If we became a world with a 95% awareness to SPAM, we might just fight the ongoing problem. I just recorded a segment on my Podcast (Day in Tech History) for March 30th. I talked about how SPAM had creeped back up to where it was just before the MoColo server was taken down. That was noted on March 30th, 2009; 4 months after the server was raided.

Now, granted, 5% of non-aware people is still a big number. About 15 million in the US and 300 million worldwide. However, that number is more palatable than 61 million and 1.2 billion. I would like to believe in 5-10 years we could reach that number naturally. The only problem is that spammers are like everyone else – They learn from their drawbacks.

Sometimes I am impressed with some of the messages received. My curiosity sets in, so I want to take that message a little further. However, I do that in a controlled environment. Never on the production machine, where my email addresses could be mined. Never to a link that looks like it’s this:

ww.whatever.com?user=your@email.address&SSN=333333333&otherdata=whatever_we_can_think_of

(in those cases, I will remove the extra data). Never a short-link in the email (example: bit.ly/Tbd87jh) If I go to a page with any type of login – especially one that looks like a popular website such as Facebook or Twitter – I stop.

Curiosity may get my cat, but it shouldn’t get yours. That is, unless you take the same amount of precautions. Of course I also do it to make sure I can explain what you need to look out for.

Spam, botnets and Malware can be big business for those who utilize it. They prey on those who don’t know better. They make new tricks to take your hard earned money. The only way to really turn the tables now is to sit down with the kids like you are going to tell them the birds and bees, but in this case, it’s a discussion on how SPAM is bad.

Don’t forget to also sit down with Mom and Dad and have that same discussion.

Wear Your Email Safety Helmet

Posted by GNC at 7:15 AM on October 6, 2009

Whenever I want to feel fearful and depressed I usually visit one of the news websites. Earthquakes, murder, war, theft, snoops, kidnappers, recession, depression, corruption, and all other sorts of horrible news. When I read the news sites I’m reminded of how unsafe the world is. Soon I tire of the bad news and move on to investigate the net for news on tech and design. Today Foxnews.com had the audacity to remind me that I am unsafe even on the web. The site highlighted the news from Microsoft that thousands of Hotmail passwords had been exposed. It scared me to death. I nearly jumped to my Hotmail account before I even finished the article. Reading on I discovered that Microsoft had deactivated all the affected accounts until true control could be restored. Why do I care? Hotmail only collects my spam from sites that demand an email address. Hotmail lets through all the other spam anyway! But I digress.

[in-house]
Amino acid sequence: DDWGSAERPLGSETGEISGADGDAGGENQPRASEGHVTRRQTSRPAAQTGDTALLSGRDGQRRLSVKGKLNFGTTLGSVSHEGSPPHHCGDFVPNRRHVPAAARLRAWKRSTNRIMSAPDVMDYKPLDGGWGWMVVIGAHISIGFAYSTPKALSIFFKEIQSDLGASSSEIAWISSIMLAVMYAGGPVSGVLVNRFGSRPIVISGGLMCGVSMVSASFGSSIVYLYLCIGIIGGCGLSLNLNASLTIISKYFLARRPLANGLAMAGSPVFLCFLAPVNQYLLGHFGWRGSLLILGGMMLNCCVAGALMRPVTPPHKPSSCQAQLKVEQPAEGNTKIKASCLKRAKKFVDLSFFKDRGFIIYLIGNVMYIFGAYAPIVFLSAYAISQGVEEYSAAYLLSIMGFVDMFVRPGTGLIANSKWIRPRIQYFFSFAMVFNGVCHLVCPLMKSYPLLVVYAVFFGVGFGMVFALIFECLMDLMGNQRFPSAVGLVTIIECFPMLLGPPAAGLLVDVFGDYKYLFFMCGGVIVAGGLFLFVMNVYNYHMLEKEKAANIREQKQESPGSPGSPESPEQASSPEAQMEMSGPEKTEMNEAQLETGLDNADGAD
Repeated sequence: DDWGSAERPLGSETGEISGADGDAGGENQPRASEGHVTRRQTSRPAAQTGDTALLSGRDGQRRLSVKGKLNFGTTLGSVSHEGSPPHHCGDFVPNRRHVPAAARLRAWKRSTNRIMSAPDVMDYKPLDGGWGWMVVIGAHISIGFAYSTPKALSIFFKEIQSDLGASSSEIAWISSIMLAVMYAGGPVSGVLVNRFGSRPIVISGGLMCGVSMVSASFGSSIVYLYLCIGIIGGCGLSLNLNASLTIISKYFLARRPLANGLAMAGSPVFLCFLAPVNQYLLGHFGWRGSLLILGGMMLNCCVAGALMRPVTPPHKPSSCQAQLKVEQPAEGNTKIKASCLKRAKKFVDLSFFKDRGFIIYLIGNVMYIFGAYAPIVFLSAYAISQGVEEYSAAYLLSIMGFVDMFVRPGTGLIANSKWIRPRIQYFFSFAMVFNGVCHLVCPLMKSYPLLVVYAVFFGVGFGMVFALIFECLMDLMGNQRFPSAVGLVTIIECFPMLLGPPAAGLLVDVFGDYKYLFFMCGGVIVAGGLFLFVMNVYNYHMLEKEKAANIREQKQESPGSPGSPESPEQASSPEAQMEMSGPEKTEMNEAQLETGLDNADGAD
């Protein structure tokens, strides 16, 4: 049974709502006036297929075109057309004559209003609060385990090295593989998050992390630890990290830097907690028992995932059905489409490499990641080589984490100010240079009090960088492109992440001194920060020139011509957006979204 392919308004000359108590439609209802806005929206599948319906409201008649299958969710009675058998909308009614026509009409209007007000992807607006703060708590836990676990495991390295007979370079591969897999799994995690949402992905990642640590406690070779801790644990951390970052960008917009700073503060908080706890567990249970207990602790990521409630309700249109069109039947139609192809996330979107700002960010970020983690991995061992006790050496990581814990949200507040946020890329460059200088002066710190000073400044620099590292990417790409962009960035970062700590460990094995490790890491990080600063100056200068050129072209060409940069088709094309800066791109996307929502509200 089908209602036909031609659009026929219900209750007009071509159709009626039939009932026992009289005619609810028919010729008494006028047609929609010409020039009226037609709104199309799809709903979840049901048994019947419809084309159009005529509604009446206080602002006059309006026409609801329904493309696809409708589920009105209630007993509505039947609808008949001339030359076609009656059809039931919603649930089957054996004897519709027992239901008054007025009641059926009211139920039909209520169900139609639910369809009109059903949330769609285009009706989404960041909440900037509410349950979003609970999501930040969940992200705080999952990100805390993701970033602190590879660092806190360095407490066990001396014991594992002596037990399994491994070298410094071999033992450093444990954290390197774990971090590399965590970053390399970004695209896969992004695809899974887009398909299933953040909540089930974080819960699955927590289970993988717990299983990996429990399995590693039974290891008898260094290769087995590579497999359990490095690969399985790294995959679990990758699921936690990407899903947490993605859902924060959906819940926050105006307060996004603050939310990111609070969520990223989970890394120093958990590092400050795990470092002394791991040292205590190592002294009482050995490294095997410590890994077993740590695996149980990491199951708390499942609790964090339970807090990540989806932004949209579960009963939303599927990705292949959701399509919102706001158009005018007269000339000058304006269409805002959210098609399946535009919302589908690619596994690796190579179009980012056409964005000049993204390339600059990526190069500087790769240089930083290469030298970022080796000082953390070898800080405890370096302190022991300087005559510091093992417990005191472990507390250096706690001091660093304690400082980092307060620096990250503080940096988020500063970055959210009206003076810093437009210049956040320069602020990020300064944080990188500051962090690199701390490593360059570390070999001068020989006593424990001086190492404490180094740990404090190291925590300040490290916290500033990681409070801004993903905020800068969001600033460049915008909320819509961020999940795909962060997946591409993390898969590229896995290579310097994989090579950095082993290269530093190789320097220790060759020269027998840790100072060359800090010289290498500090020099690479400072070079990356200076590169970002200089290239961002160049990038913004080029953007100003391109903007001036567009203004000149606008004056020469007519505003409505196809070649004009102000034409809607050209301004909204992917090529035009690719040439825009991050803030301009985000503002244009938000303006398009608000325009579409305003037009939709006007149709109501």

email icon The point of all this is: we are never safe. Their is no safe haven in the world or the web.  Every company does it’s best and so must we.  Yet, sometimes problems may come. If we live with that understanding we can truly do our best to protect ourselves. When we react in panic there is not a clear path of thinking. So with this reminder of our web-identities fragility, what should we do? Let’s refresh four basic email and online account rules:

  1. Always use a secure password. Your birthday, name spelled backwards, address, mothers name, dog’s name, middle name, favorite food, and initials hardly qualify. Use one of the many free random password generators on the web or if you insist on an easier to remember one then create a mixture of information that you can remember. For example and purely fictitious: !S1eP99t9 This could be a combination of the month and year you and your spouse were married. Now while I would only call this a basic password it sure beats “Fluffy”. Of course if you want your bank account to be protected by Fluffy, then more power to you.
  2. Never use the same passwords for multiple accounts. For that matter don’t do what I did at the start and use the same password with just the last letter different! Why would you want someone to have a free-for-all with all your accounts? Use different passwords and find an open-source or free password vault. I personally love 1Password for the Mac.
  3. Change your passwords periodically. I must admit it takes the misfortune of someone to remind me to do this.
  4. Don’t use a public computer. Many public computers are not adequately protected against the installation of malicious password key logging applications. Just don’t log in on a public computer. Just say no. And certainly don’t buy something online with your credit card information! Browse the web on it, read the news, just don’t give any information.

I understand these are basic tips, but sometimes we just need to be reminded to stay alert and on guard.  Kind of like reminding our kids to wear their helmet when they ride a bike.  Resist the urge to become lazy online. I don’t want to read about you on Foxnews.com.